Our Editor's Top 10 Picks
Choosing A Hotel in Montreal
Quick Summary of Most Popular Areas
Downtown Montreal: the main business district and home to Saint Catherine Street, the most active commercial and retail area in Canada. Centre Bell, a sport and concert venue and La Ronde an amusement park are both located in downtown Montreal. Concordia University and the University of Montreal are also located downtown.
The Montreal Convention Centre, also known as Palais des Congrès de Montréal is on Antoine St West 2 minutes from city hall.
Old Montreal: Montreal's most historic area, founded over 360 years ago
Plateau Mont Royal: one of Montreal's trendiest neighbourhoods, you'll find an excellent array of fashion boutiques and lounges
Quartier Latin: artistic murals can be seen throughout this area of numerous dining and shopping options along Saint Denis Street
Chinatown Montreal: the place to be when looking for authentic Chinese cuisine in Montreal
Quartier des Spectacles: the hub for cultural events and festivals like the Montreal Jass Festival
East - Place Versailles Montreal: shopping mall with over 225 stores to browse
Saint Laurent: known as the college town, home to Vanier College and Cegep de Saint-Laurent
Anjou: shopping malls and an industrial park, not the prettiest place but serves a purpose
Hochelaga-Maisoneuve: home to the Montreal Olympic Stadium
If you don't have the time or are too cheap to fly to Europe, visiting Montreal is a great European substitute on a budget. Montreal has a unique European character about it that sets it apart from other major Canadian cities (and what the French might call a certain, "Je ne sais quoi"). Of course, if that French was Greek to you, don't worry you can get by with English nearly anywhere you go in Montreal.
Where to Stay in Montreal
One of the most popular areas to stay is Old Montreal, the city's romantic 360+ year historic centre and port area. Attractions in Old Montreal include charming old buildings, shops, galleries, museums, restaurants, and beautiful public spaces. But as typical as this place may seem for some returning visitors, it's definitely worth a stay here if you've never been. If after Old Montreal you're still craving more 'Old World' historic charm and your DeLorean's time-traveling flux capacitor is on the fritz, your next best bet before hopping over the pond is Quebec City - but save that for another trip.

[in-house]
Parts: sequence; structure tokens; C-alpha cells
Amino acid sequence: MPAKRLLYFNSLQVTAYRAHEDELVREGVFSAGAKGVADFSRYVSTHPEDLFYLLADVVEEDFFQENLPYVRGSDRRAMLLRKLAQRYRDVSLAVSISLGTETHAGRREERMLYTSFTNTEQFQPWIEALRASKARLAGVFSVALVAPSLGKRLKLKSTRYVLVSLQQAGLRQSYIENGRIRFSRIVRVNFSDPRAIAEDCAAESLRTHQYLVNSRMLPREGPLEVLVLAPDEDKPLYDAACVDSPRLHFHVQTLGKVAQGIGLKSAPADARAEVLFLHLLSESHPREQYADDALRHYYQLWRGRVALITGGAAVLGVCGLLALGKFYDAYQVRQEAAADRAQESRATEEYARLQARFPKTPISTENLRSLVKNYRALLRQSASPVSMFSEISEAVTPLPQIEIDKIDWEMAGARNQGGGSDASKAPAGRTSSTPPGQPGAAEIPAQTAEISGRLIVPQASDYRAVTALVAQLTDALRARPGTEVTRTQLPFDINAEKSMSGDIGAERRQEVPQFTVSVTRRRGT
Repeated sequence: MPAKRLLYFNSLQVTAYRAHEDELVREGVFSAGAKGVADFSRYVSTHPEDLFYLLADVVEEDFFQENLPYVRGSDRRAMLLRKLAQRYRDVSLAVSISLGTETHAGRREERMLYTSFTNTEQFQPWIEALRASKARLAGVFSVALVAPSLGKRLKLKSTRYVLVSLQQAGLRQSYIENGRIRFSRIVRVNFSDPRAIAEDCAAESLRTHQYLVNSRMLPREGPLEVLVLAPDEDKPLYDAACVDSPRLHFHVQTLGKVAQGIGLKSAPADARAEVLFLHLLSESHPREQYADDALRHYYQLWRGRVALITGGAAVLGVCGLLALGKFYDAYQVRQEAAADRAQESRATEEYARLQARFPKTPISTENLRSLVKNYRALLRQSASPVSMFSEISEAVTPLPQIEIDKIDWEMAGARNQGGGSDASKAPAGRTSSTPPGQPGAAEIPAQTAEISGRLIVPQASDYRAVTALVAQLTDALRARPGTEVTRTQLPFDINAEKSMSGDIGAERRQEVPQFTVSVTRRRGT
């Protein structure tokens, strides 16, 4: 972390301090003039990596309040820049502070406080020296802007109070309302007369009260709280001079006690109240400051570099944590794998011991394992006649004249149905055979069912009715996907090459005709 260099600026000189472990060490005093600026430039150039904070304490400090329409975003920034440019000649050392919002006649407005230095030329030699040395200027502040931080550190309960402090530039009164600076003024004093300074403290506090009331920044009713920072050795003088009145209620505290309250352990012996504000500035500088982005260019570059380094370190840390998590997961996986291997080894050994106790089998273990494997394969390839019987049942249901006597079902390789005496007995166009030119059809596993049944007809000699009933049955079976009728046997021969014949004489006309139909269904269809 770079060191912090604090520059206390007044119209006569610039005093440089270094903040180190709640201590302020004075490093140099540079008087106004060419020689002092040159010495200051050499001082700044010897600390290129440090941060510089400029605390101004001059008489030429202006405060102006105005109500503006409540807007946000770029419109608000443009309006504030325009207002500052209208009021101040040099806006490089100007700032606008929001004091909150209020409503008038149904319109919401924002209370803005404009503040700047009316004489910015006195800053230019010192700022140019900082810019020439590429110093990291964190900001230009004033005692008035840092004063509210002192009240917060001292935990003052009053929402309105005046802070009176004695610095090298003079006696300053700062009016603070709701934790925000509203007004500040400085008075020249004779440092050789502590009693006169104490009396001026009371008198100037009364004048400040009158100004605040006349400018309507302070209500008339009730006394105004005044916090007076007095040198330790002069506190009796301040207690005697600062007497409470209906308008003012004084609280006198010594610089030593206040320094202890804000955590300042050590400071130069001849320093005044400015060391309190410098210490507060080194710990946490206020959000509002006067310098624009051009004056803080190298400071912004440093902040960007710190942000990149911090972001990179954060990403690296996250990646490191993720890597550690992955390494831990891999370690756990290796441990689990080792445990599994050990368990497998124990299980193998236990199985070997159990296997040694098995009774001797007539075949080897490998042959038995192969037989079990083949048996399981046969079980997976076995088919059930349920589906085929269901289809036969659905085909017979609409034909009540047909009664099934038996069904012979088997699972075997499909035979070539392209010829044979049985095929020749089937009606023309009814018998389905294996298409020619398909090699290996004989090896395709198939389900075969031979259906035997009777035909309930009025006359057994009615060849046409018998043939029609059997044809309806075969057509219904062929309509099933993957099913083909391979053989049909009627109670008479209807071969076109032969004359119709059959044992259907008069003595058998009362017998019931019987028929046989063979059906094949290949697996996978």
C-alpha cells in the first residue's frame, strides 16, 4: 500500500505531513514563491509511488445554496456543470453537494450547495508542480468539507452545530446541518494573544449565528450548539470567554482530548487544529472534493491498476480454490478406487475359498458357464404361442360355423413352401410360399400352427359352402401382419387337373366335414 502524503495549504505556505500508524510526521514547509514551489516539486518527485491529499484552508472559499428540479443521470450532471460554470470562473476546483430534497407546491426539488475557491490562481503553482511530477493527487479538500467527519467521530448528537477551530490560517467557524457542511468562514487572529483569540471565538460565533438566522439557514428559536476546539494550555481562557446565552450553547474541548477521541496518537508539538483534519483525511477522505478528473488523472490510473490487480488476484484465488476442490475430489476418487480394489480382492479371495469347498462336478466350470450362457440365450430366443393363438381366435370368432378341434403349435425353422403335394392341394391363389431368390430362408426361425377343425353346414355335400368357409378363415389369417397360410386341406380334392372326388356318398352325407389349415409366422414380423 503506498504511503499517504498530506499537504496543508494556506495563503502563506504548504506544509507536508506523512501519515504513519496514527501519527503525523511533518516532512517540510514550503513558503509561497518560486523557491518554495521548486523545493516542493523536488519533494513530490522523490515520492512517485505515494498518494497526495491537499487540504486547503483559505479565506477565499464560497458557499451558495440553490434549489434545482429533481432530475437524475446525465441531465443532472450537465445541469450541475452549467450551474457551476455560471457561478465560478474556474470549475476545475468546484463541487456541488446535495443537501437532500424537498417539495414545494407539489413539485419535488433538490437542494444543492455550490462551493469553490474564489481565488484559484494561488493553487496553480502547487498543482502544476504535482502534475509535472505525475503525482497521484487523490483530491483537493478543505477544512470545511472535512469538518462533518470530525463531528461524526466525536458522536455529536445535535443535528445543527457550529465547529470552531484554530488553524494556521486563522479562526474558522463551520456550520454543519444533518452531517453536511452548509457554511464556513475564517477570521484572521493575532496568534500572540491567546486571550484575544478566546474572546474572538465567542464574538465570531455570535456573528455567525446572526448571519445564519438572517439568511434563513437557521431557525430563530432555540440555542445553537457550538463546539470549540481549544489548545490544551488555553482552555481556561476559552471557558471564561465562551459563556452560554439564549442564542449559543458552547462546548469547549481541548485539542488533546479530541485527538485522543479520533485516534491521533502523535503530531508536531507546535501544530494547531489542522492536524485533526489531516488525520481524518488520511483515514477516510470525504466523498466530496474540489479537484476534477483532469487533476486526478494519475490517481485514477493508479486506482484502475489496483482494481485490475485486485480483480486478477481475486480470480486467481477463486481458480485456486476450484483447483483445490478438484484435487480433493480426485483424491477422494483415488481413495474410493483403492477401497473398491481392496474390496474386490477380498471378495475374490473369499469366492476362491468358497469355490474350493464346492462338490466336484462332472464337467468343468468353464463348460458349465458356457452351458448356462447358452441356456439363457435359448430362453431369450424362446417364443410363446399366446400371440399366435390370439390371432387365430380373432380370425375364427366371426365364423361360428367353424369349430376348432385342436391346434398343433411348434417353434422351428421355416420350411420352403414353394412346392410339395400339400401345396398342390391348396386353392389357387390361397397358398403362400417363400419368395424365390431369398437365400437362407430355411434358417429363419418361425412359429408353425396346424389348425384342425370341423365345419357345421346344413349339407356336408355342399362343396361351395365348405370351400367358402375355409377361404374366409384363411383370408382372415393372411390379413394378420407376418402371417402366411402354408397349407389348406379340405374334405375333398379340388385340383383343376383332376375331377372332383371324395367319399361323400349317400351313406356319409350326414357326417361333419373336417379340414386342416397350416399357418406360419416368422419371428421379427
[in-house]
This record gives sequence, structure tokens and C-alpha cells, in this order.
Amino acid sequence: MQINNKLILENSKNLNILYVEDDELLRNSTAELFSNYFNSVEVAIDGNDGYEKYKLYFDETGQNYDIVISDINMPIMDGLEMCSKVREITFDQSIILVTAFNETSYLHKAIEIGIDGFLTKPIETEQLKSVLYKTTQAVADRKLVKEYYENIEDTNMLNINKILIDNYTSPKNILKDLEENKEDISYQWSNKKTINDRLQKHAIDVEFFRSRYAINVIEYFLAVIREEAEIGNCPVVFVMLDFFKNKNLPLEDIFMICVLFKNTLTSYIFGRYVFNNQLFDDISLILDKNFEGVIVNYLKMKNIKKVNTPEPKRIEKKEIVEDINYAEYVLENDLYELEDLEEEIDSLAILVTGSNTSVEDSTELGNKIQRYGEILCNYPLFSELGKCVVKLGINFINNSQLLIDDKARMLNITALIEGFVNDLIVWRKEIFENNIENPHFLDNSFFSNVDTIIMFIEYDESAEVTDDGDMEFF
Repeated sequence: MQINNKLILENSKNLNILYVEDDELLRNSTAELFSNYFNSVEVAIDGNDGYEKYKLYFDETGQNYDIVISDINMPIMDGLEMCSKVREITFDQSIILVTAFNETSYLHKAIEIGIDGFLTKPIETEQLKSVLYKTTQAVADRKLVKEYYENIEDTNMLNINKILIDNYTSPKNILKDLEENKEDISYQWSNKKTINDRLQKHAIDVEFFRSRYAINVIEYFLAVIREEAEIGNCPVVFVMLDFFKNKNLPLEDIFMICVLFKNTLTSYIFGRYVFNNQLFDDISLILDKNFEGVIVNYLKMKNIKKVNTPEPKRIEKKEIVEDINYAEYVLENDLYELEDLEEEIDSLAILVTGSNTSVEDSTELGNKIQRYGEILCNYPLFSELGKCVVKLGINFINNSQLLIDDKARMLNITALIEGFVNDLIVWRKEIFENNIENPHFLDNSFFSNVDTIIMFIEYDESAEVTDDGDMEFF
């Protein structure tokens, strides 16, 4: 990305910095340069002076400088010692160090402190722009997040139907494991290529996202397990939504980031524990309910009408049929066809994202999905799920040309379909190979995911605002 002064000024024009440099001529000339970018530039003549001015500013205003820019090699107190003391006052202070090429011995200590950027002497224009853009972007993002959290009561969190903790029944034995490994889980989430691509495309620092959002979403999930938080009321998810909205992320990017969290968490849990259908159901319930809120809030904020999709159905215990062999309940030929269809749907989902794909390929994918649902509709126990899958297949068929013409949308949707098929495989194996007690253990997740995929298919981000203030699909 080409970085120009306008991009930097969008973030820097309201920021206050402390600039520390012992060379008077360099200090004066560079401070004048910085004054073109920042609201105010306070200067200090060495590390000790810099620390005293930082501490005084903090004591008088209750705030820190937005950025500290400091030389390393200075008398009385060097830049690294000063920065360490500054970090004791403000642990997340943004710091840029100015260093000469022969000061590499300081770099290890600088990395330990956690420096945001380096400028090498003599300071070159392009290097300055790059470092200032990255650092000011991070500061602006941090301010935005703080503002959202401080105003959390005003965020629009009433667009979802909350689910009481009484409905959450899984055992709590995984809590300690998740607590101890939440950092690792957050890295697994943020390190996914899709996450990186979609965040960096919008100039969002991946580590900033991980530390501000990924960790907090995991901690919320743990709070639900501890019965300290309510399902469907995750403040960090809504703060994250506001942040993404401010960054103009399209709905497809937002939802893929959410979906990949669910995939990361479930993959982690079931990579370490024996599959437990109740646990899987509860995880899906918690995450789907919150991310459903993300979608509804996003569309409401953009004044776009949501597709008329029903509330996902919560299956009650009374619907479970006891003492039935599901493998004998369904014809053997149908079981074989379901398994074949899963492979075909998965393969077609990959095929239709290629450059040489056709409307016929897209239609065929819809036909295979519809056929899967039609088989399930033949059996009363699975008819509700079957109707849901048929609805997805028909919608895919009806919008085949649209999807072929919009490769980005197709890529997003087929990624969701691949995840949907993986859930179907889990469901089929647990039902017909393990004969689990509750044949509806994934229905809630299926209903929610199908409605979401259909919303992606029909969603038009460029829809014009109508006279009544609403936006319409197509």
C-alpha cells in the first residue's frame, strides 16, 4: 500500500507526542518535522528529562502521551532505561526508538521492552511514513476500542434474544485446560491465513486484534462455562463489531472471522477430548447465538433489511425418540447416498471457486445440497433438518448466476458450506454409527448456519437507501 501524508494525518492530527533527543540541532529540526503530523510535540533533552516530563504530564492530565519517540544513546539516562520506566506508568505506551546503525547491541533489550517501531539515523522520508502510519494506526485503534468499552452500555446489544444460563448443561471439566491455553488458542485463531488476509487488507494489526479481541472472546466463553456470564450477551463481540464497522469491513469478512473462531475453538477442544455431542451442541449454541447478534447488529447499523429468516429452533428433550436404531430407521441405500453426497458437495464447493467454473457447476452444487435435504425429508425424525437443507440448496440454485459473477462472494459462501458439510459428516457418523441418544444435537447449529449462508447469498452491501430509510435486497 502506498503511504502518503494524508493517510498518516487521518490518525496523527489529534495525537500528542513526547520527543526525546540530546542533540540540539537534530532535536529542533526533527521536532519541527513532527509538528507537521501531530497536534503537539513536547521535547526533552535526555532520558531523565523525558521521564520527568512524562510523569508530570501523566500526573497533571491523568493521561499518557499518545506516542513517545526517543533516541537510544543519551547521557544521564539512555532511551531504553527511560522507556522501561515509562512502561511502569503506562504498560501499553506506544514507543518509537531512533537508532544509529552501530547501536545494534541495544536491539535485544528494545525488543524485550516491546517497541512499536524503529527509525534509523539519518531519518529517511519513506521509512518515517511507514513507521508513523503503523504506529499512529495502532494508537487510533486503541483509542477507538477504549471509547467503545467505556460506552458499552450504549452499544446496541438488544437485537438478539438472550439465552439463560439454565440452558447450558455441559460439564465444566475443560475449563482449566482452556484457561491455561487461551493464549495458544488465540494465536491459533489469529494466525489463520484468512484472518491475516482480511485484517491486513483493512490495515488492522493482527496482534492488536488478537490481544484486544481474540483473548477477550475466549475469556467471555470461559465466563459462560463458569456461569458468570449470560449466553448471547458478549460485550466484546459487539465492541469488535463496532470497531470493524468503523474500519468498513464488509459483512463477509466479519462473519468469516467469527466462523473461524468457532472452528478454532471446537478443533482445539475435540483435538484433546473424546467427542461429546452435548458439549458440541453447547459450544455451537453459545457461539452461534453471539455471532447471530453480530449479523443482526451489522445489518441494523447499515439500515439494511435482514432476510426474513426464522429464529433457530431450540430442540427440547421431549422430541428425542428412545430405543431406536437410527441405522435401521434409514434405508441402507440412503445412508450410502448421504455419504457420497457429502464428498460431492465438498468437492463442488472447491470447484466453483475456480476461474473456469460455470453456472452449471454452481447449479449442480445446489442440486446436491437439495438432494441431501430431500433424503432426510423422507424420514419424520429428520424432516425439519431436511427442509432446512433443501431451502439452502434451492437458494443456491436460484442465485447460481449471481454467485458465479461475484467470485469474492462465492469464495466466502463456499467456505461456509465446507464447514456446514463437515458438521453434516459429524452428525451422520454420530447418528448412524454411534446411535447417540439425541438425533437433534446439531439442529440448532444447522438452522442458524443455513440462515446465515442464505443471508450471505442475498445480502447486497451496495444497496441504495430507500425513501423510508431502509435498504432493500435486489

Montreal's Quartier des Spectacles district is a 1 square kilometre culture and entertainment hub, at the core of Montreal's downtown. It encompasses streets like De Maisonneuve, Saint Catherine, and Saint Laurent. There's a lot to see and do in this district in the way of art, music, dining, and clubs. If you're looking for something very central, you won't go wrong finding a hotel in the Quartier des Spectacles district. Fully contained within the Quartier des Spectacles, and centered along lower Saint-Denis Street is Quartier Latin (the Latin Quarter). This artistic area is known for a couple of prominent educational institutions, namely the Université du Québec � Montréal (UQAM) and CEGEP de Vieux Montreal, as well as its boutique shops, street cafes, and theatres.
Montreal's Chinatown is also located quite centrally in the downtown district and is a good spot to get a fairly cheap meal and experience a culture within a culture. Although, if you are familiar with Chinatown in Vancouver or Toronto, be prepared to be extremely underwhelmed as Chinatown Montreal is tiny. Still, there are some very decent hotels in Chinatown.
Like a lot of urban areas, Montreal's airport is a fair distance from the downtown core, located 20km from downtown Montreal in a suburb called Dorval. If you're flying in and out of the Montreal area and looking for accommodations close to the airport, you'll want to check out our page of hotels near Pierre Elliot Trudeau International Airport (YUL).
Got some spare time while in the Montreal area?
If you have time to venture out of the city, I would highly recommend taking the 2-hour drive to Mont Tremblant, an area famous for some of the best skiing outside of British Columbia, and in the summer, its golf and scenic trails. With scenic, winding roads as you get closer to Mont Tremblant, the drive itself is worth the trip.